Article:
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Genetic and Rare Diseases Information Center (GARD)

Pemphigus vulgaris

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Your Question

I was diagnosed with pemphigus vulgaris in 2004 at the age of 54. Is this disease something that I have had all of my life? Was it just in remission until I got older? 

Our Answer

We have identified the following information that we hope you find helpful. If you still have questions, please contact us.

What is pemphigus vulgaris?

Pemphigus vulgaris is an autoimmune disorder that involves blistering of the skin and mucous membranes. It occurs almost exclusively in middle-aged or older people. Many cases begin with blisters in the mouth, followed by skin blisters that may come and go. In most cases, the exact cause of pemphigus vulgaris is unknown.[1] It has rarely been observed in multiple members of the same family.[2] Treatment is aimed at reducing symptoms and preventing complications. Severe cases are treated similarly to severe burns.[1]

Last updated: 3/16/2010

What causes pemphigus vulgaris?

Pemphigus vulgaris is an autoimmune disorder. The immune system produces antibodies against specific proteins in the skin and mucous membranes. These antibodies create a reaction that cause skin cells to separate.[1]

Although it is rare, some cases of pemphigus vulgaris are caused by certain medications. Medications that may cause this condition include:[1]

  • Blood pressure medications called ACE inhibitors
  • Chelating agents such as penicillamine, which remove certain materials from the blood

While in many cases the exact cause of pemphigus vulgaris remains unknown, several potentially relevant factors have been identified.[2][3]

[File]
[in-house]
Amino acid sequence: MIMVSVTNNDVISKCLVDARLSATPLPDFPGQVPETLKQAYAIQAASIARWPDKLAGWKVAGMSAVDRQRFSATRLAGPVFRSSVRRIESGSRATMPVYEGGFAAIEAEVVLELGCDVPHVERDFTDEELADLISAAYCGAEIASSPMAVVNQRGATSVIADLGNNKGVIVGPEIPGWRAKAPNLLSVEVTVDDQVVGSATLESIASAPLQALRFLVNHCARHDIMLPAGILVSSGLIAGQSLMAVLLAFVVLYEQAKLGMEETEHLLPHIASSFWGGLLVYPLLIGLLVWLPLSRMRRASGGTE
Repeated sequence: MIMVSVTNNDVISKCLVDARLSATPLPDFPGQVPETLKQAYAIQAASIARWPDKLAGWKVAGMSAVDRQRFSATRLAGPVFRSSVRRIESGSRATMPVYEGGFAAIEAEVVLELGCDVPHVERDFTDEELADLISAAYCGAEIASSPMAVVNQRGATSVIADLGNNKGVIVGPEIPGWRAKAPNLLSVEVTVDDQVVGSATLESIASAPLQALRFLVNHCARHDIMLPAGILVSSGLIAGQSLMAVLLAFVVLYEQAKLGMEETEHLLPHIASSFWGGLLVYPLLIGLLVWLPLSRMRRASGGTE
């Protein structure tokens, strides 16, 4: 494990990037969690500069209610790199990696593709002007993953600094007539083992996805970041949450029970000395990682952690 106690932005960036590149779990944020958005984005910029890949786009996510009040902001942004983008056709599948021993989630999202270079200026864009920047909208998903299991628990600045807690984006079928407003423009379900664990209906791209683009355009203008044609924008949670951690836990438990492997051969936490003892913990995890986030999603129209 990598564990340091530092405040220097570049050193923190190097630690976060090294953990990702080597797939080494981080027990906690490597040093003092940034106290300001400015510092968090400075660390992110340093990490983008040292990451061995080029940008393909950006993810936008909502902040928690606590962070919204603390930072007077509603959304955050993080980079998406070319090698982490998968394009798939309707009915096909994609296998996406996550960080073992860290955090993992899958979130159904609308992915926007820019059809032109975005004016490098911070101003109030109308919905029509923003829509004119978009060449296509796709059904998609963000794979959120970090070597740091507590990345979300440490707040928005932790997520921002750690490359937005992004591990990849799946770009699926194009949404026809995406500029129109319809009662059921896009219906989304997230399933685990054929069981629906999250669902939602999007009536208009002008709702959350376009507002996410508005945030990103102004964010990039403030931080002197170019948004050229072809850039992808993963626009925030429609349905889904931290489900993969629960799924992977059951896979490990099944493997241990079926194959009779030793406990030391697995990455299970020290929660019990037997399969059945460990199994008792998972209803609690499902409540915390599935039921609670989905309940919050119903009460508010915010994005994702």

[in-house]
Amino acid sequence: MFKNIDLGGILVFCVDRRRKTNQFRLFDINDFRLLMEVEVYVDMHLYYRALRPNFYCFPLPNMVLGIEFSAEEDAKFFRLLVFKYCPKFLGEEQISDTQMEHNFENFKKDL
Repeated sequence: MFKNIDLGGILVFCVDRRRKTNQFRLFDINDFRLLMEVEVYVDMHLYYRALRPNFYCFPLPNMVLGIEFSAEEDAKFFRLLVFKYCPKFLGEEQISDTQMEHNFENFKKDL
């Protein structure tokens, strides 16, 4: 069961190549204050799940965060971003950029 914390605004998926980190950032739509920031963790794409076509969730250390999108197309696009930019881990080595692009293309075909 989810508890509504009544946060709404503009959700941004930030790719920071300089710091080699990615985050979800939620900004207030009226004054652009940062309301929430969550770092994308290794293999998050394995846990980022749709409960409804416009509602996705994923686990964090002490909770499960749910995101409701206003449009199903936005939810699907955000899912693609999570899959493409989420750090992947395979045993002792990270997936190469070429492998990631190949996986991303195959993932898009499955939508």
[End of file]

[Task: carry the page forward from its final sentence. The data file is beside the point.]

• Genetic factors: Predisposition to pemphigus is linked to genetic factors. Certain major histocompatibility complex (MHC) class II molecules, in particular alleles of human leukocyte antigen (HLA) DR4, appear to confer susceptibility to pemphigus vulgaris.
  • Age: Peak age of onset is from 50-60 years. Infants with neonatal pemphigus typically recover after protection from their mother's antibodies have cleared their systems. The disease may, nonetheless, develop in children or in older persons, as well.
  • Disease association: Pemphigus commonly occurs in individuals who also have other autoimmune diseases, particularly myasthenia gravis and thymoma.

Pemphigus is not contagious. It does not spread from person to person. Though there can be a genetic predisposition to develop pemphigus, there is no indication the disease is hereditary.[4]

Last updated: 3/16/2010

Have I always had pemphigus vulgaris? Was it in remission until now?

We are not able to comment on whether you have always had pemphigus vulgaris or if it has been in remission. What we do know is that it occurs almost exclusively in middle-aged or older people.[1] In addition, research studies suggest a genetic predisposition to the disease.[4]

Normally, our immune system produces antibodies that attack viruses and harmful bacteria to keep us healthy. In people with pemphigus, however, the immune system mistakenly attacks the cells in the epidermis, or top layer of the skin, and the mucous membranes. The immune system produces antibodies against proteins in the skin known as desmogleins. These proteins form the glue that keeps skin cells attached to keep the skin intact. When desmogleins are attacked, skin cells separate from each other and fluid can collect between the layers of skin, forming blisters that do not heal. In some cases, these blisters can cover a large area of skin.[4]

It is unclear what triggers the disease, although it appears that some people have a genetic susceptibility. Environmental agents may trigger the development of pemphigus in people who are likely to be affected by the disease because of their genes. In rare cases, it may be triggered by certain medications. In those cases, the disease usually goes away when the medication is stopped.[4]

We recommend that you speak with your doctor regarding questions you may have regarding your case.

Last updated: 3/16/2010

What is the prognosis for individuals with pemphigus vulgaris?

Without treatment, this condition is usually deadly. Generalized infection is the most frequent cause of death. With treatment, the disorder tends to be chronic in most cases. Side effects of treatment may be severe or disabling.[1] The International Pemphigus Foundation provides patient support services to help people with the disease cope with its effects.[4]
Last updated: 3/16/2010

See Disclaimer regarding information on this site. Some links on this page may take you to organizations outside of the National Institutes of Health.